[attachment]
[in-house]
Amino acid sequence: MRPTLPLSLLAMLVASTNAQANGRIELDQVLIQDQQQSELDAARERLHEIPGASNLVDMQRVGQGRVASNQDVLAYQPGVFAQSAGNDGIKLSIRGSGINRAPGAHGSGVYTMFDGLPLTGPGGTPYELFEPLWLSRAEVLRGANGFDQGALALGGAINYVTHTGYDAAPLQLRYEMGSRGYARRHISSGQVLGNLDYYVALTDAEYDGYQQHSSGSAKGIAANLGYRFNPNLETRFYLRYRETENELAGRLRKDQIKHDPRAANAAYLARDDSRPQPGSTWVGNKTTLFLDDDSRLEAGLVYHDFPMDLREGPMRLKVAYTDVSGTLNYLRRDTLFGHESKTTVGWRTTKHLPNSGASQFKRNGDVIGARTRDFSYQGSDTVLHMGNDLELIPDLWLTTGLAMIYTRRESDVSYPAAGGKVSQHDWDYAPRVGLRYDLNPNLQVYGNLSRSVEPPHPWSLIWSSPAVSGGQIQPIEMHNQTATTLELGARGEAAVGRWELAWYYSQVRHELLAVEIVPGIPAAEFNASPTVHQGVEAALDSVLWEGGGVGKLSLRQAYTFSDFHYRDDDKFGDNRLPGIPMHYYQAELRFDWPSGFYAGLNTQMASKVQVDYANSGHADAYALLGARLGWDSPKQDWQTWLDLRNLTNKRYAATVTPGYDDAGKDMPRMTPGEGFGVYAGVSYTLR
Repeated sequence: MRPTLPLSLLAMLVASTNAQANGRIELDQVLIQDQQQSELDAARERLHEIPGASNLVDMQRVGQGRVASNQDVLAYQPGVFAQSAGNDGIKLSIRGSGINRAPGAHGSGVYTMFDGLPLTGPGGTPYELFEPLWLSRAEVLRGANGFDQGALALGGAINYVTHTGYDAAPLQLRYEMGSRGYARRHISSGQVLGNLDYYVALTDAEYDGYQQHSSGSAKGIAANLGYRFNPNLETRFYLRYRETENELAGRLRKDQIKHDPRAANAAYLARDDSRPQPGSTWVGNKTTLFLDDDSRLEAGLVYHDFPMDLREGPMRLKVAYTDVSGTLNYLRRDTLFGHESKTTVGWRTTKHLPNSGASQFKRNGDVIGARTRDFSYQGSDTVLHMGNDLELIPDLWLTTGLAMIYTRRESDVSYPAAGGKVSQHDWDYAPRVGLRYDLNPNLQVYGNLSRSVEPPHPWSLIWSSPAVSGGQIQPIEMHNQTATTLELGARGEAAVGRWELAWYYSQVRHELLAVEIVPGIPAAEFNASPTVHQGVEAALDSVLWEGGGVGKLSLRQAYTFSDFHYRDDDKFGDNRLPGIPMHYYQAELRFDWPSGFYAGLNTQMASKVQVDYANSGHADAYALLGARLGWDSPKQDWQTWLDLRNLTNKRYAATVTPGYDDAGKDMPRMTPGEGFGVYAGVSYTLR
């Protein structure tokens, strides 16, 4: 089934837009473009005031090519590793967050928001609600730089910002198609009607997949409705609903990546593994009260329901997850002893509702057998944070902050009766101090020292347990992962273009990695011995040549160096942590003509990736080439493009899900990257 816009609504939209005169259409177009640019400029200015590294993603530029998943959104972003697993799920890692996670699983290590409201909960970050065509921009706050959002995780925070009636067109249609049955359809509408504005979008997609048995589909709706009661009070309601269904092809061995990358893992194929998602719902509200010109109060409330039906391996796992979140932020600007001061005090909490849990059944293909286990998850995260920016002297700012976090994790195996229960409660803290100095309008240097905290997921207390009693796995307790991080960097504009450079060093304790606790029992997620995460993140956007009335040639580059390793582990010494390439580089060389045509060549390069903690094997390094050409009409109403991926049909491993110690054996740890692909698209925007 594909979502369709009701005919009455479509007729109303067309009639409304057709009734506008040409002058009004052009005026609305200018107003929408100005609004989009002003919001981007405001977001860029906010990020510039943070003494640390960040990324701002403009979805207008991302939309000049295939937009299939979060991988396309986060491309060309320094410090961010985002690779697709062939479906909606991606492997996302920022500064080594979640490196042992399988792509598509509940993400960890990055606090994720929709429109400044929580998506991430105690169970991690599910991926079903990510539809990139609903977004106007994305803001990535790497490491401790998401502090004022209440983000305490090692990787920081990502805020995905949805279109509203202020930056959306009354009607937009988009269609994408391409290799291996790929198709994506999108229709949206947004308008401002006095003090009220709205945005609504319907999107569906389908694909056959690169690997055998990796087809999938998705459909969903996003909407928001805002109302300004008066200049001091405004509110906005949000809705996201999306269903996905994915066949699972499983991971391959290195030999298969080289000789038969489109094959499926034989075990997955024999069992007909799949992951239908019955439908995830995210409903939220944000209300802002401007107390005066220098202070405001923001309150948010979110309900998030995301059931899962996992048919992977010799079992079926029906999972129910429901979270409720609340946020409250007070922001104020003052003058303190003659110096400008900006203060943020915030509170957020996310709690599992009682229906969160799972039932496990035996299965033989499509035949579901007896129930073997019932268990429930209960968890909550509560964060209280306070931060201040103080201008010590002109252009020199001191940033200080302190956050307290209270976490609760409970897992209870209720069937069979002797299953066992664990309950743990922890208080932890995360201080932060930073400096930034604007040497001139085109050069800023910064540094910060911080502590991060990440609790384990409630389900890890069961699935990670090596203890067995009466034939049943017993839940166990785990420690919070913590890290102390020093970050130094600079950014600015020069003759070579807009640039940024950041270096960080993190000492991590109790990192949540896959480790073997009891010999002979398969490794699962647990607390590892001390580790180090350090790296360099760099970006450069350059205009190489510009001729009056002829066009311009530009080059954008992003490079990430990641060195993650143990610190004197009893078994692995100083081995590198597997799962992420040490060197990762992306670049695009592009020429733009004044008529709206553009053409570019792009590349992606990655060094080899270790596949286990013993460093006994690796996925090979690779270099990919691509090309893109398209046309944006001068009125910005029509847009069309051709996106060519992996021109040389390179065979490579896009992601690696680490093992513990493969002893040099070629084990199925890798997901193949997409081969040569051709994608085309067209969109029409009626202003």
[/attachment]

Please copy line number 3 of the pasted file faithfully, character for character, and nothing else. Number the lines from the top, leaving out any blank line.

Repeated sequence: MRPTLPLSLLAMLVASTNAQANGRIELDQVLIQDQQQSELDAARERLHEIPGASNLVDMQRVGQGRVASNQDVLAYQPGVFAQSAGNDGIKLSIRGSGINRAPGAHGSGVYTMFDGLPLTGPGGTPYELFEPLWLSRAEVLRGANGFDQGALALGGAINYVTHTGYDAAPLQLRYEMGSRGYARRHISSGQVLGNLDYYVALTDAEYDGYQQHSSGSAKGIAANLGYRFNPNLETRFYLRYRETENELAGRLRKDQIKHDPRAANAAYLARDDSRPQPGSTWVGNKTTLFLDDDSRLEAGLVYHDFPMDLREGPMRLKVAYTDVSGTLNYLRRDTLFGHESKTTVGWRTTKHLPNSGASQFKRNGDVIGARTRDFSYQGSDTVLHMGNDLELIPDLWLTTGLAMIYTRRESDVSYPAAGGKVSQHDWDYAPRVGLRYDLNPNLQVYGNLSRSVEPPHPWSLIWSSPAVSGGQIQPIEMHNQTATTLELGARGEAAVGRWELAWYYSQVRHELLAVEIVPGIPAAEFNASPTVHQGVEAALDSVLWEGGGVGKLSLRQAYTFSDFHYRDDDKFGDNRLPGIPMHYYQAELRFDWPSGFYAGLNTQMASKVQVDYANSGHADAYALLGARLGWDSPKQDWQTWLDLRNLTNKRYAATVTPGYDDAGKDMPRMTPGEGFGVYAGVSYTLR